A jurisdiction within the canonical tradition of Eastern Orthodoxy

Eastern Apostolic Church

Sacramental Guidelines of the Eastern Orthodox Church





For the sacramental union of a man and a woman to be proper in the eyes of the church, the marriage must be performed in the Orthodox Church. For such a marriage to be valid, the following must be in place: 


  1. No impediment to the marriage may exist, or the necessary dispensations must be obtained beforehand from the hierarch of the diocese. 
  2. A civil marriage license must be obtained from appropriate civil authorities. 
  3. The sacrament of marriage should be performed by an Orthodox priest in the church of the bride’s parish in accordance with the liturgical tradition of the Orthodox Church. 
  4. The pastor must receive necessary dispensations (from his bishop), if they are required for the marriage. 
  5. Before proceeding with arrangements for a marriage ceremony, the pastor must verify: 
    1. That the parties in question are not already married either in this country or elsewhere.
    2. Those desiring marriage must be members in good standing both from a spiritual and temporal perspective in the parish for at least one year prior to the marriage date. 
    3. If either or both parties are widowed, they must present the death certificate of the deceased spouse. 
    4. If either or both of the parties have been civilly divorced and have civilly remarried, determination is made that civil marriages bear no validity.
  6. No more than a total of three valid (i.e. Orthodox) marriages are permitted by the Church. 
  7. When one or both parties is divorced, they must obtain a decree of annulment of their former marriage from the bishop.
  8. In the case of mixed marriage, the non-Orthodox party must be a Christian who is baptized in the name of the Holy Trinity. A marriage cannot be solemnized between an Orthodox Christian and a non-baptized person. 
  9. In the case of a mixed marriage between an Orthodox Christian and a non-Orthodox Christian, the marriage must be celebrated by an Orthodox priest in the Orthodox Church according to Orthodox liturgical tradition. The parties must promise solemnly and in writing that any children born of the marriage will be reared and raised in the Orthodox Church. 
  10. Mixed marriages can be celebrated only in the Orthodox Church. Double ceremonies are not permitted to believers, since the Orthodox ceremony is alone sufficient for sacramental grace. In cases where dual ceremonies are planned, the marriage cannot take place in the Orthodox Church. 
  11. Since two witnesses are required by law, ideally they should both be Orthodox. However, for the validity of the sacrament, only one is necessary. This witness must be a practicing Orthodox Christian. A person who does not belong to an Orthodox parish, does not receive the sacraments regularly, or who, if married, is not married in an Orthodox Church, cannot enjoy the dignity of a marriage witness. Non-Orthodox members may comprise the remainder of the wedding party since they serve no spiritual or religious purpose.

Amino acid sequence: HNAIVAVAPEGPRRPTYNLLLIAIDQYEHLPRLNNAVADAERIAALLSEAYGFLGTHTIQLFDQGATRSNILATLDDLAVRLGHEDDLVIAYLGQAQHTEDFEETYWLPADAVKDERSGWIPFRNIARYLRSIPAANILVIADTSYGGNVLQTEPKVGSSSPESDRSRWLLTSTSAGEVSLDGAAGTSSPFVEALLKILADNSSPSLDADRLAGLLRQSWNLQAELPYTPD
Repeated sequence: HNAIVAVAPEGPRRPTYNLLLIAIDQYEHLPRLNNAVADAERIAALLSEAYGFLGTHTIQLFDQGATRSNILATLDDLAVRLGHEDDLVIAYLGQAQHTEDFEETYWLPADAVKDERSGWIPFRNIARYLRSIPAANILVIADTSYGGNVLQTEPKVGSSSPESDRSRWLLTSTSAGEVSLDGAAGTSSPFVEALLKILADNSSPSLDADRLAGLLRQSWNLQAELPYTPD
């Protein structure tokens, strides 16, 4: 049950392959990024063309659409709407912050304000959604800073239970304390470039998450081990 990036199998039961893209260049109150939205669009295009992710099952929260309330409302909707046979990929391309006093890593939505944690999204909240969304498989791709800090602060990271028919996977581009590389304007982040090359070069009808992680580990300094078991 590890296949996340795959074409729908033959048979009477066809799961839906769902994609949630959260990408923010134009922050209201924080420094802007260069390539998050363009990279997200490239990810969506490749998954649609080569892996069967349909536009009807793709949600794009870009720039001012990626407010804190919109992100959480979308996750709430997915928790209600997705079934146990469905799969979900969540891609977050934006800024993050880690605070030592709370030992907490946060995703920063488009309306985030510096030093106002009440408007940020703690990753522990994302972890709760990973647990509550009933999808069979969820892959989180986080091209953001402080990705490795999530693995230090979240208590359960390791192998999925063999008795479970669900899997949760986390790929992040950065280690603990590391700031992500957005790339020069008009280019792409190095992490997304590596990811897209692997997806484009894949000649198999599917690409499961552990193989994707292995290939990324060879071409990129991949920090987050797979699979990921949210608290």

12. The couple contemplating marriage cannot compose their own marriage ceremony. The Service of Holy Matrimony in the Service book is to be used. No music, other than that which is part of our sacred musical tradition, is permitted to be sung. 
  13. If the couple requests the special presence of a priest of another canonical Orthodox diocese, the invitation must be extended to him through the officiating priest. If the couple requests the special presence of a priest of the Roman Catholic Church, the invitation must be extended to him through the officiating priest. Since no priesthood exists in the Protestant tradition, and no sacrament is acknowledged in contracting the marriage, participation by a Protestant minister would be a moot point.



Days When Marriage Ceremonies Are Not Permitted 


  • Nativity Fast (Orthodox Advent) 
  • Great Lent and Holy Week 
  • Feast of the Beheading of St. John the Baptist
  • Feast of the Elevation of the Cross 
  • Dormition Fast 
  • On Wednesday and Friday


Marriages may be performed on these days if absolutely necessary and for reasons of urgent importance only with special dispensation from the diocesan hierarch. 


Mixed Marriages 


It is a fact that more things which the proposed couple have in common, particularly their common faith and spiritual life, the more likely it will be that they live their married life in sacramental grace, peace and harmony. Shared faith and traditions spare newlyweds and their children many serious problems and strengthen the bond between them. However, Orthodoxy does solemnize mixed marriages under the following conditions: 


  1. Necessary dispensations must be secured by the pastor regarding permission for an Orthodox Christian to marry a non-Orthodox Christian. 
  2. The non-Orthodox party must have been baptized in the name of the Holy Trinity.